One Way to Avoid a $250,000 Medical School Mistake

Barry Lenson

Medical School MistakeOne Way to Avoid a $250,000 Medical School Mistake

How much does medical school cost?

According to About.com, the median medical school tuition in 2010-2011 was $28,685 at a public institution, and $46,899 at a private institution. But that does not include books, lab fees, and other costs. Again according to About.com, that’s why the real yearly cost of attending medical school in 2010-2011 was $49,298 at a public institution, and $66,984 at a private university.

How long does it take to get an MD degree after you finish college?

According to The Association of American Medical Colleges, becoming a doctor requires four years of medical school, followed by three to eight years of residency training in your specialty.

Granted, you’re not going to pay tuition during your residency – and you might even earn about $45,000 a year. But even if you only pay for four years of medical school expenses, those costs will add up to something in the range of $200,000 and $260,000, give or take. And of course, those figures don’t include rent, food, transportation, and other normal expenses.

How can you find out whether medical school is really for you without taking a financial bath? One way is to start out in med school, and then drop out if it isn’t working out. That will only cost you, say, $25,000 if you head for the door during your first semester of study.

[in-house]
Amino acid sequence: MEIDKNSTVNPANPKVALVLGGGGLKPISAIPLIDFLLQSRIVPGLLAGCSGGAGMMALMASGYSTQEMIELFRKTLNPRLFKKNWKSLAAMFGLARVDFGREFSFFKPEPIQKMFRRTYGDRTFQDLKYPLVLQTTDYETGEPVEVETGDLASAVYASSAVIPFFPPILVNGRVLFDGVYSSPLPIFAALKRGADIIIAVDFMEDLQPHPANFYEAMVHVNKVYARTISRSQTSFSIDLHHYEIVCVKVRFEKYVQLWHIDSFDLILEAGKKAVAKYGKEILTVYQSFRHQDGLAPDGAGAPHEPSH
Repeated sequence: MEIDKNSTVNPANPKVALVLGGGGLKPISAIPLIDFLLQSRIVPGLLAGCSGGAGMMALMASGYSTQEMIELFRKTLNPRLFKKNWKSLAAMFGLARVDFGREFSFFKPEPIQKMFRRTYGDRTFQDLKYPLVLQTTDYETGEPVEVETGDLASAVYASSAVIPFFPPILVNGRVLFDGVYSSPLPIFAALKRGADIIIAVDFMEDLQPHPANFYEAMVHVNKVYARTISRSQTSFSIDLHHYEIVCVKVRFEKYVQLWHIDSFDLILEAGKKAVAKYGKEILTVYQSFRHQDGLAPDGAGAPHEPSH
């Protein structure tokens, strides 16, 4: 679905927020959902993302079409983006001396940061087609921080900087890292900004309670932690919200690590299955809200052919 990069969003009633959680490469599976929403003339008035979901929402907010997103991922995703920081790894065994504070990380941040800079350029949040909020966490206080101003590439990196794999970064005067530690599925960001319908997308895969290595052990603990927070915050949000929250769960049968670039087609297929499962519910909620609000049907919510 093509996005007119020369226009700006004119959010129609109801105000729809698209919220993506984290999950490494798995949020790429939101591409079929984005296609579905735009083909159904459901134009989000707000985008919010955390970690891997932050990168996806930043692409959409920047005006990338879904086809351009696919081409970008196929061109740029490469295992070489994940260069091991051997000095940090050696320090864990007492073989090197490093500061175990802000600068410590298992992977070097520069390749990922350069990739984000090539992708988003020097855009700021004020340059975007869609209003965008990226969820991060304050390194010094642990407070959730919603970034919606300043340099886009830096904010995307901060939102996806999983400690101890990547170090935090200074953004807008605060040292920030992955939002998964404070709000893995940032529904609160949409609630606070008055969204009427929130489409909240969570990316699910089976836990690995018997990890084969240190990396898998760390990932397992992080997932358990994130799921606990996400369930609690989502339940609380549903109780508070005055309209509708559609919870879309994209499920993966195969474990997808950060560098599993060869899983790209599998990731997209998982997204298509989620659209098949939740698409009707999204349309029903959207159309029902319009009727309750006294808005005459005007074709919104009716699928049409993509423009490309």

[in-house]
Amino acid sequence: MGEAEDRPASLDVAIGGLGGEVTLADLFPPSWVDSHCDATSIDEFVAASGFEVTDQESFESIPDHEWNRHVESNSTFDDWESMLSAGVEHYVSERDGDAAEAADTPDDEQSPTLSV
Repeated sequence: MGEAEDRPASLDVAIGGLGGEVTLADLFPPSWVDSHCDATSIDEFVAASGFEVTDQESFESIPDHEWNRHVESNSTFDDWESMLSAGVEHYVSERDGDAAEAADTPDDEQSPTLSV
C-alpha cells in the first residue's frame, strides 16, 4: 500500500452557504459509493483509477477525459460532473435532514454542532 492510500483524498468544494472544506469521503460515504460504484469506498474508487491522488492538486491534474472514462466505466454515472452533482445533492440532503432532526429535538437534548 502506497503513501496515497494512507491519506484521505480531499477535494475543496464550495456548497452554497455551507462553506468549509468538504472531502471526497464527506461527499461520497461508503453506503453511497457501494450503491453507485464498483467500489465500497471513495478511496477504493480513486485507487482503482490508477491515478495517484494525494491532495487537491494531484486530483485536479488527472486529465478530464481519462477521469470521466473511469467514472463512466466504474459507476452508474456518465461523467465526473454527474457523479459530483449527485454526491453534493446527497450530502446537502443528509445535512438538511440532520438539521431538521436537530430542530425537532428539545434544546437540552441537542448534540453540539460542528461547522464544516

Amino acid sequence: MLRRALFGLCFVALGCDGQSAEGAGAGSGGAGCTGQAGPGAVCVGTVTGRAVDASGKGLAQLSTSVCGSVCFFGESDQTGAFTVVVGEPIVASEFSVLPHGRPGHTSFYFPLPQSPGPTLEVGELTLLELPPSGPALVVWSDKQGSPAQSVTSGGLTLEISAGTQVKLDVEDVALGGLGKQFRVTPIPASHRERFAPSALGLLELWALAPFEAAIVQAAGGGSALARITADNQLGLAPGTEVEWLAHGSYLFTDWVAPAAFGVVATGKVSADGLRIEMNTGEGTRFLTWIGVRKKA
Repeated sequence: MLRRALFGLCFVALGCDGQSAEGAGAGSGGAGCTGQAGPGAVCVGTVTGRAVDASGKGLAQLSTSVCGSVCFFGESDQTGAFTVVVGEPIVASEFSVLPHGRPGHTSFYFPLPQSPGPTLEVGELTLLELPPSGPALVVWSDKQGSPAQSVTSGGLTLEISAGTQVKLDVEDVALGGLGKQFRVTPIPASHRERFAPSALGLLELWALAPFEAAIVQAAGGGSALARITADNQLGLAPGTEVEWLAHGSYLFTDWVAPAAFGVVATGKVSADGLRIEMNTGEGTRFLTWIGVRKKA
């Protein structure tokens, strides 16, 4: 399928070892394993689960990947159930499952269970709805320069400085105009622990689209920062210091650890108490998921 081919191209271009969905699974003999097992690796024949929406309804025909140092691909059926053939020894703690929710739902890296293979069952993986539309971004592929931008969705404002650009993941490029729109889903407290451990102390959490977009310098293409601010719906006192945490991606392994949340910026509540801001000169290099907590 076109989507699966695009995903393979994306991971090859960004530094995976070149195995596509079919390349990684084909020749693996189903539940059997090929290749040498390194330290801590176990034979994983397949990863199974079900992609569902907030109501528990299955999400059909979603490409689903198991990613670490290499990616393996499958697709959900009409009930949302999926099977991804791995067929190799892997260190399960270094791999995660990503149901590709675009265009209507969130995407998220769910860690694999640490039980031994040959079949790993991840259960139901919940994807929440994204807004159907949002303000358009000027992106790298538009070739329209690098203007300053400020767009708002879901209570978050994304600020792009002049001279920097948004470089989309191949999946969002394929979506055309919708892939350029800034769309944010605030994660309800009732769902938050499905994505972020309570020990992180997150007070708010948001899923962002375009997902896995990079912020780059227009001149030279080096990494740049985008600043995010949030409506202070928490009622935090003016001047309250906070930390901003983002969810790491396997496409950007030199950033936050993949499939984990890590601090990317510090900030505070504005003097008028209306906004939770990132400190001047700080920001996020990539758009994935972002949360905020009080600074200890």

Another option? If you are enrolled in college already, you can jump into a pre-med program of study and then change majors if you decide that a career in medicine is not right for you. If you realize that is happening and change majors quickly, that approach might not sink your financial ship.

Then there is another way – arguably the most cost-effective of all. You can, for about $999, take all of StraighterLine’s medicine-related courses online, and then decide whether you should make a full-time, total commitment to becoming a physician.

Here are some of the StraighterLine courses you can take for that low price, all of which can help you make the wisest decision about whether or not to apply to medical school:

  • Introductory Biology for Nonmajors - An introductory course in the biological sciences for the nonmajor student.  Topics included are cell structure and function, bioenergetics, DNA structure and function, cell reproduction, taxonomy, evolution, ecology, and an overview of the anatomy and physiology of the major organ systems. Transferrable College Credits: 3
  • Introductory Biology for Nonmajors & Lab - An introductory course in the biological sciences for the nonmajor student. Topics included are cell structure and function, bioenergetics, DNA structure and function, cell reproduction, taxonomy, evolution, ecology, and an overview of the anatomy and physiology of the major organ systems. This course includes an at-home lab component and supplemental assessments and exercises. Transferrable College Credits: 4